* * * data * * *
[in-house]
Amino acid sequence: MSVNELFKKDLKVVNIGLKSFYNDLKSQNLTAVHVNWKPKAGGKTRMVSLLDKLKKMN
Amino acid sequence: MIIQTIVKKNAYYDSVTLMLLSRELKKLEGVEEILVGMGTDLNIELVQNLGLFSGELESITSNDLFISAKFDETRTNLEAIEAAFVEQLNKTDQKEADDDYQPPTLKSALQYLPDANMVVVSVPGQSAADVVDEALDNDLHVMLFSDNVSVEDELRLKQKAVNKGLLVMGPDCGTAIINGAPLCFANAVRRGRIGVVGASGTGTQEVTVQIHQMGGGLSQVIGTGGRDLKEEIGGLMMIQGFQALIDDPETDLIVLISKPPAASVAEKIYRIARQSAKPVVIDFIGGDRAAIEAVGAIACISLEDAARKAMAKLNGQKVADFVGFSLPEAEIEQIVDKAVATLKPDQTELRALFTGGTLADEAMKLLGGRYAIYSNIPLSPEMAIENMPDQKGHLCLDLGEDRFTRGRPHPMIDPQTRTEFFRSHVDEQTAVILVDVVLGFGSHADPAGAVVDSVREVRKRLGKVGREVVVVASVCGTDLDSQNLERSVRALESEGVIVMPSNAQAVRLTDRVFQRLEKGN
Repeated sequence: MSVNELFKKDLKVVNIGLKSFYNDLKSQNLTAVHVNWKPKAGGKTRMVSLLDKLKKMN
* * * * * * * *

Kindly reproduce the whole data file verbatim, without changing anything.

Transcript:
[in-house]
Amino acid sequence: MSVNELFKKDLKVVNIGLKSFYNDLKSQNLTAVHVNWKPKAGGKTRMVSLLDKLKKMN
Amino acid sequence: MIIQTIVKKNAYYDSVTLMLLSRELKKLEGVEEILVGMGTDLNIELVQNLGLFSGELESITSNDLFISAKFDETRTNLEAIEAAFVEQLNKTDQKEADDDYQPPTLKSALQYLPDANMVVVSVPGQSAADVVDEALDNDLHVMLFSDNVSVEDELRLKQKAVNKGLLVMGPDCGTAIINGAPLCFANAVRRGRIGVVGASGTGTQEVTVQIHQMGGGLSQVIGTGGRDLKEEIGGLMMIQGFQALIDDPETDLIVLISKPPAASVAEKIYRIARQSAKPVVIDFIGGDRAAIEAVGAIACISLEDAARKAMAKLNGQKVADFVGFSLPEAEIEQIVDKAVATLKPDQTELRALFTGGTLADEAMKLLGGRYAIYSNIPLSPEMAIENMPDQKGHLCLDLGEDRFTRGRPHPMIDPQTRTEFFRSHVDEQTAVILVDVVLGFGSHADPAGAVVDSVREVRKRLGKVGREVVVVASVCGTDLDSQNLERSVRALESEGVIVMPSNAQAVRLTDRVFQRLEKGN
Repeated sequence: MSVNELFKKDLKVVNIGLKSFYNDLKSQNLTAVHVNWKPKAGGKTRMVSLLDKLKKMN